Confucius Institute at the University of Utah Builds Bridges Between American and Chinese Educators

From March 8 to March 18, the Confucius Institute at the University of Utah (CIUU), in partnership with the Confucius Institute at Arizona State University (CIASU), led a ten-day tour of China designed to facilitate exchange between American and Chinese educators. The US delegation was made up of 10 educators from Utah and 11 from Arizona, representing teachers, administrators and curriculum designers from multiple school districts in the two states. With the support of Confucius Institute Headquarters (Hanban) and University of Utah’s partner school Sichuan University (SCU), delegates toured schools in Shanghai and in Sichuan Province, interacted with local educators and students, and explored Chinese cultural sites.

Thanks to an existing partnership between Utah School Board of Education and the Shanghai Jiading School District, delegates were able to visit four schools in Shanghai, including Shanghai Jiading No.1 High School, Shanghai Experimental School of the Chinese Academy of Sciences, Jiading Youth Technology and Innovation Center, and Jiading No. 1 High School Affiliated Primary School.

At Shanghai Jiading No.1 High School, delegates were welcomed by Vice-Principal Wenjie Guan, who introduced the group to the school’s mission. Delegates had a chance to tour the school’s laboratory building and interact with students at work in labs focused on different science disciplines, including artificial intelligence, 3D printing, architecture & civil engineering, applied mathematics, and drone research. Students were able to use fluent English to talk with the delegation about their innovative courses and current projects.

After visiting the four campuses in Shanghai, the American teachers were impressed by the schools’ cutting-edge curriculum and innovative philosophy. As a take-away from the visit, the delegation expressed interest in continuing to forge these educational partnerships and exchanges that benefit both teachers and students.

In Sichuan Province, educators had a chance to visit the Chengdu Jiaxiang Foreign Languages School, Dujiangyan Senior High School, Beijie Foreign Language Experimental School, and the post-earthquake reconstructed Yingxiu Primary School. These four schools warmly welcomed the delegation, and the educators were able to observe classes in calligraphy, Chinese painting and English, allowing them to get a feel for the local classroom culture and teaching style. The American teachers were then able to share video footage from the Utah Chinese Dual Language Immersion program with the local Chinese students.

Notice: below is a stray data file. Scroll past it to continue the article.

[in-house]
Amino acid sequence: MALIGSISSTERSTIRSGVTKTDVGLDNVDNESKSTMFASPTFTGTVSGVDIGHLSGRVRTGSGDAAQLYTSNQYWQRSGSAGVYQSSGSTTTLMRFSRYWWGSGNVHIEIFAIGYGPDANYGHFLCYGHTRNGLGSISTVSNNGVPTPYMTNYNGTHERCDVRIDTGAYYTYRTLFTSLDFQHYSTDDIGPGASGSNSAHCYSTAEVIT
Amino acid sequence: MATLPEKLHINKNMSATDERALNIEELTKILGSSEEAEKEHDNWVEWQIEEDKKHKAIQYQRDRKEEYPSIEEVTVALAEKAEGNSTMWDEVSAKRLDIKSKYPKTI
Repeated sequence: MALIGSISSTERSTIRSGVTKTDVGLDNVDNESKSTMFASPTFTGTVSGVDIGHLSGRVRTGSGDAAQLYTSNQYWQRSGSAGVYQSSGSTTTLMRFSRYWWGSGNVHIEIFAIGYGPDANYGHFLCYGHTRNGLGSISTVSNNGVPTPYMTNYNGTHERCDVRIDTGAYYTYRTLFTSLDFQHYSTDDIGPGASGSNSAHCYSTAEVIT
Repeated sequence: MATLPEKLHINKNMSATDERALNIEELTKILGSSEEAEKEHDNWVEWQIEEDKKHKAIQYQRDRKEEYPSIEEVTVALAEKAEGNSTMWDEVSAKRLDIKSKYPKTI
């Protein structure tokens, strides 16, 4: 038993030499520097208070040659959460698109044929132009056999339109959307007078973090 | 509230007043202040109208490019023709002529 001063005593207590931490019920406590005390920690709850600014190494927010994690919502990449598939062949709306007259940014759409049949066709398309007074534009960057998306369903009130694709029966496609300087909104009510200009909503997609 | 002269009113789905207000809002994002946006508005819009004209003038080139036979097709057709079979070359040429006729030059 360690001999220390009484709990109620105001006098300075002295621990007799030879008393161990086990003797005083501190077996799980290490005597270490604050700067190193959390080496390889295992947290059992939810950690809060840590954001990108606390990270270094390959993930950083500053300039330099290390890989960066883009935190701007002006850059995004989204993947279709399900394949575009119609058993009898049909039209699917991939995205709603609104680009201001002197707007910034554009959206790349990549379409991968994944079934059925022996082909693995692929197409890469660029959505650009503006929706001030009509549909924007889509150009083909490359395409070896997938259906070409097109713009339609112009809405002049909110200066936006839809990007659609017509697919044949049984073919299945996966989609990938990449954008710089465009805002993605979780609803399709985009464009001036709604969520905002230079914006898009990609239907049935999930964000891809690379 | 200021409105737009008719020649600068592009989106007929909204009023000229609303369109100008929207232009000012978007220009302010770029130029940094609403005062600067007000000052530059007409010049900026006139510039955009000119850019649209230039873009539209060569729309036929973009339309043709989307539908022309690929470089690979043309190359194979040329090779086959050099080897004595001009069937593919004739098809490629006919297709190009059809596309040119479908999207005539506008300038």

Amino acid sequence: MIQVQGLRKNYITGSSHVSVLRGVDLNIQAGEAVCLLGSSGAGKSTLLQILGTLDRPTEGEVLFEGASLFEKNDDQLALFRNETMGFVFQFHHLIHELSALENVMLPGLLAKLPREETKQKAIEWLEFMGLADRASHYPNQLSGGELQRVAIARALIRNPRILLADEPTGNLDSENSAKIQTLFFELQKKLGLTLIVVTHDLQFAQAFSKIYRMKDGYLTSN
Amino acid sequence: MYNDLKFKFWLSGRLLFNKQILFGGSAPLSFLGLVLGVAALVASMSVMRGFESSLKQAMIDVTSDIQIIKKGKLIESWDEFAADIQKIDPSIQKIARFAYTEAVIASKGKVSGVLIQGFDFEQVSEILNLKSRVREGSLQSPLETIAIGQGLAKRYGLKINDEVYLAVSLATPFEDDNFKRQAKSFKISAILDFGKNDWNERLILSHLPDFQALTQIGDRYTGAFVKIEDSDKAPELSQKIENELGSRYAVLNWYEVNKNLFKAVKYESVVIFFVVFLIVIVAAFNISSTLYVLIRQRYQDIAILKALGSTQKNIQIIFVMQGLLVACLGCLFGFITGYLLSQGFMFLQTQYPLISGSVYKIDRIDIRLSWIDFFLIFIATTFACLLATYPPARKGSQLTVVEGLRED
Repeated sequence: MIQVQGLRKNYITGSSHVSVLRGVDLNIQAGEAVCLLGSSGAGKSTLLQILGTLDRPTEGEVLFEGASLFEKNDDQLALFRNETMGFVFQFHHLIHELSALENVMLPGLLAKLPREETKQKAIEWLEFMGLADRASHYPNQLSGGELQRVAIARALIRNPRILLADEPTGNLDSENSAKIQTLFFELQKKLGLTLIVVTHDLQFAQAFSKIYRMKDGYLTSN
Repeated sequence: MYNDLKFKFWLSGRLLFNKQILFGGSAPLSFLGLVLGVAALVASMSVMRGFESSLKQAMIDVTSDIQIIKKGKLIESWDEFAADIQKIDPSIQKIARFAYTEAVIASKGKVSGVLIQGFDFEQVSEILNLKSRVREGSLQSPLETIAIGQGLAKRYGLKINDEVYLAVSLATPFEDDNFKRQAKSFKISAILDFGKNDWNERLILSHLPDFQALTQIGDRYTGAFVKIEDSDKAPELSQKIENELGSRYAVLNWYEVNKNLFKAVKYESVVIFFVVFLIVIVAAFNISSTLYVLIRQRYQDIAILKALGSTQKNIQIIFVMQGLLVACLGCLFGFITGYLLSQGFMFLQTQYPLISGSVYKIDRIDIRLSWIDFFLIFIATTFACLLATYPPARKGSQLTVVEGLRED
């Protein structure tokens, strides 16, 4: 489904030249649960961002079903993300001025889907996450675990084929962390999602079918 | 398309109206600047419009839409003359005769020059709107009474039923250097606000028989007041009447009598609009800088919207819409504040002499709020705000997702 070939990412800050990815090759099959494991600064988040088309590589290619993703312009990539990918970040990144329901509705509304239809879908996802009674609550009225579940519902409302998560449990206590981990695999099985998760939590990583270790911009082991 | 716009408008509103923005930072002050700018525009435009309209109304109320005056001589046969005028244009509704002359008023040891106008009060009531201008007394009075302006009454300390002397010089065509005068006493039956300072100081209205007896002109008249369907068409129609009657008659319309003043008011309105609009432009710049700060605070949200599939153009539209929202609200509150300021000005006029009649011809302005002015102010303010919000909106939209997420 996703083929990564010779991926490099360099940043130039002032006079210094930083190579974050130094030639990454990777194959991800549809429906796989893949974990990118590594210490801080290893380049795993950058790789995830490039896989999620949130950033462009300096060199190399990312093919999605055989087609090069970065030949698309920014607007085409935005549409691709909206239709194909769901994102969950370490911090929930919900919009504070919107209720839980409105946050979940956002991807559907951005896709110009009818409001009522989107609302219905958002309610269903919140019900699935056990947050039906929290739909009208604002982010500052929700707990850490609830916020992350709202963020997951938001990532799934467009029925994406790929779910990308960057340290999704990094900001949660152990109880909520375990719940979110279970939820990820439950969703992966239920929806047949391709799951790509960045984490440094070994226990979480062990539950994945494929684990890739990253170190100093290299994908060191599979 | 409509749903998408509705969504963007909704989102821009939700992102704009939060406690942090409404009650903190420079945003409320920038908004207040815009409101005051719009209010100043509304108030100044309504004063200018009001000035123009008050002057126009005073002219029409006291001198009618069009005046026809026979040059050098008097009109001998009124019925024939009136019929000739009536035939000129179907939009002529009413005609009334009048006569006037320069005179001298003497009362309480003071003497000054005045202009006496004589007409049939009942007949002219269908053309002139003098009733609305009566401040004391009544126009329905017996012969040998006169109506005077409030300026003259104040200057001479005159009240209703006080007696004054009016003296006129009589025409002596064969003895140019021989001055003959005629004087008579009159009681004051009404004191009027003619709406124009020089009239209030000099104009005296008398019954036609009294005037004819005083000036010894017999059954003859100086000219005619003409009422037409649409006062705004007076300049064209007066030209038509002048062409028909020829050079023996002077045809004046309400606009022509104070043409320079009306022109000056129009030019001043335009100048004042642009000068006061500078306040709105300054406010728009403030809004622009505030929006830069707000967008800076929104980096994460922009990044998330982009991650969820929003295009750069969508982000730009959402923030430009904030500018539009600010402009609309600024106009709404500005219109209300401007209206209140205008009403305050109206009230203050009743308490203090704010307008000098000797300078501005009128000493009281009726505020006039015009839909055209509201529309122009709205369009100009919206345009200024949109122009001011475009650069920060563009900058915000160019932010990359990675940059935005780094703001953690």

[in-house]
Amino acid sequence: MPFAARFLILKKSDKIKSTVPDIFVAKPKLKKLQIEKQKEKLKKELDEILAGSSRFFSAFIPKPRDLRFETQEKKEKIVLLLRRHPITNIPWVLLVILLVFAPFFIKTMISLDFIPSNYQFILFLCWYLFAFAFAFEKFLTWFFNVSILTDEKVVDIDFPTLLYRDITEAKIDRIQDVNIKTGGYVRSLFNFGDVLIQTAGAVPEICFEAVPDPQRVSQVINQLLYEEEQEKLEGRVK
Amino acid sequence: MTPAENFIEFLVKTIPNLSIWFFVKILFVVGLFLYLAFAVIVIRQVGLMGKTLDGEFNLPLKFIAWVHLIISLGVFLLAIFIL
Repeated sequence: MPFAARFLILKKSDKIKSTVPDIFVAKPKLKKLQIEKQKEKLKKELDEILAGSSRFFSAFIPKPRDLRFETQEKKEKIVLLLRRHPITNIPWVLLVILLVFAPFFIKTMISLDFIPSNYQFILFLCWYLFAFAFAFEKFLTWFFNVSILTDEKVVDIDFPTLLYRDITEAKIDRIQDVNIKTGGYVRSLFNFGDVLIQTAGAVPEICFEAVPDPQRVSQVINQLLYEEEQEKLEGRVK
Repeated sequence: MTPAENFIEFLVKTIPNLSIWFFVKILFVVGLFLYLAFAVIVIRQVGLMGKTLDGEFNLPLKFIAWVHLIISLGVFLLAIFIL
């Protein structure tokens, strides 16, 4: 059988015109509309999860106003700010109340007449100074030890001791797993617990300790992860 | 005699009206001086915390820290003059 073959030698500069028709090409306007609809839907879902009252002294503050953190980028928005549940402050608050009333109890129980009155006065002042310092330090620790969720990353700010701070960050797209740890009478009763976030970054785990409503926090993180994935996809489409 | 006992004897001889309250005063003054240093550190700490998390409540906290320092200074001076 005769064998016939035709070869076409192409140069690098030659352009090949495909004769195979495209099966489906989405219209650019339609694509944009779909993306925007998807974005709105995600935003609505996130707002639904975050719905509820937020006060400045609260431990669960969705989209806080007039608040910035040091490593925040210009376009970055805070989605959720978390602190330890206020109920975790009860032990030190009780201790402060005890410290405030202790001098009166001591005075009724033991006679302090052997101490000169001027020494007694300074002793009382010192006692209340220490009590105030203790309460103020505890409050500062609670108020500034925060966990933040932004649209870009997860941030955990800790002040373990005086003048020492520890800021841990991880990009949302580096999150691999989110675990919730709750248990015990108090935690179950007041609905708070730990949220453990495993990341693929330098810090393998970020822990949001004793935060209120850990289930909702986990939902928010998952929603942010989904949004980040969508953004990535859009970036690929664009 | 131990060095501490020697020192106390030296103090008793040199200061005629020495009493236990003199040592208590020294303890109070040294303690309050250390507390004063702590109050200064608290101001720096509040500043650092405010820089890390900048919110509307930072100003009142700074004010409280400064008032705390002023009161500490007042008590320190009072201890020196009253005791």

Finally, the delegation visited Sichuan University, CIUU’s partner institution, where they met with the University Vice President, Dr. Shijing Yan, and the Dean of the School of Overseas Education, Dr. Wei Gao. The Vice President introduced SCU’s current situation and future goals and spoke about the future of SCU’s partnership with Utah and Arizona.

To help expand the delegates’ understanding of Chinese culture, SCU organized a set of cultural activities and experiences during the trip. In Shanghai, delegates explored the Shanghai Museum, Yu Gardens and the Bund before embarking on a cruise tour down the Huangpu River. In Sichuan, the delegates visited the Sichuan University Museum, the Dujiangyan Irrigation System, the Sanxingdui archeological site, the Chengdu Giant Panda Research Base, the Yingxiu Earthquake site and the preserved earthquake ruins of Xuankou Middle School.

The Educators saw solid benefits from this tour of China — not only were they able to experience the Chinese education system, but they were also able to learn more about Chinese culture and history.

As Jennifer Lemmon, a 4th Grade English Partner-Teacher in the Chinese DLI Program in the Washington County School District, put it, “I was so impressed with the desire the Chinese people all had in sharing and collaborating with countries around the world. It is this attitude of learning and working together that I hope to emulate and teach back here in America. No matter our differences, we all have great things to share with each other. Staying open-minded and curious will be the way we improve and help each other to succeed.”

Since its establishment in 2007, CIUU has worked to share Chinese culture with the Utah community through educational and cultural activities, and especially through the support of Utah’s Chinese Dual Language Immersion program. By facilitating this exchange and communication both in-state and overseas, CIUU strengthens ties between American and China and serves as Utah’s bridge to China.